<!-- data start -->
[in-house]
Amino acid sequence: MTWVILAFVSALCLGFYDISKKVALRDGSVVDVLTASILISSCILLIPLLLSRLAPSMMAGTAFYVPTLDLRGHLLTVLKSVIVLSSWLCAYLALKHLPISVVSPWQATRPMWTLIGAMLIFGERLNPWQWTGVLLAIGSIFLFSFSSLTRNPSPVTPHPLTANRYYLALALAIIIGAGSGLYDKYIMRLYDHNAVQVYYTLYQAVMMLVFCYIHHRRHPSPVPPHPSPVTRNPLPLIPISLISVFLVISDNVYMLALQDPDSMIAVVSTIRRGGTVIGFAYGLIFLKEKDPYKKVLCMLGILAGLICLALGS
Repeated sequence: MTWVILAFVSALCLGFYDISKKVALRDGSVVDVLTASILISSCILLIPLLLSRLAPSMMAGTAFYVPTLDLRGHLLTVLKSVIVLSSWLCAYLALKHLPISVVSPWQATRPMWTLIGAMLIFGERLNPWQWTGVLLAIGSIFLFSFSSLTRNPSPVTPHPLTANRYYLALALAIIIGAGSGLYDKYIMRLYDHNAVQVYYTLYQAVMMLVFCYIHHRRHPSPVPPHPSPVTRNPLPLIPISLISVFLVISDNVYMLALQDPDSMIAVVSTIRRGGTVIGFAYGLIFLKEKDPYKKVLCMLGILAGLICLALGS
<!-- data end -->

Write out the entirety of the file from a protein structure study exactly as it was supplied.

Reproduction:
[in-house]
Amino acid sequence: MTWVILAFVSALCLGFYDISKKVALRDGSVVDVLTASILISSCILLIPLLLSRLAPSMMAGTAFYVPTLDLRGHLLTVLKSVIVLSSWLCAYLALKHLPISVVSPWQATRPMWTLIGAMLIFGERLNPWQWTGVLLAIGSIFLFSFSSLTRNPSPVTPHPLTANRYYLALALAIIIGAGSGLYDKYIMRLYDHNAVQVYYTLYQAVMMLVFCYIHHRRHPSPVPPHPSPVTRNPLPLIPISLISVFLVISDNVYMLALQDPDSMIAVVSTIRRGGTVIGFAYGLIFLKEKDPYKKVLCMLGILAGLICLALGS
Repeated sequence: MTWVILAFVSALCLGFYDISKKVALRDGSVVDVLTASILISSCILLIPLLLSRLAPSMMAGTAFYVPTLDLRGHLLTVLKSVIVLSSWLCAYLALKHLPISVVSPWQATRPMWTLIGAMLIFGERLNPWQWTGVLLAIGSIFLFSFSSLTRNPSPVTPHPLTANRYYLALALAIIIGAGSGLYDKYIMRLYDHNAVQVYYTLYQAVMMLVFCYIHHRRHPSPVPPHPSPVTRNPLPLIPISLISVFLVISDNVYMLALQDPDSMIAVVSTIRRGGTVIGFAYGLIFLKEKDPYKKVLCMLGILAGLICLALGS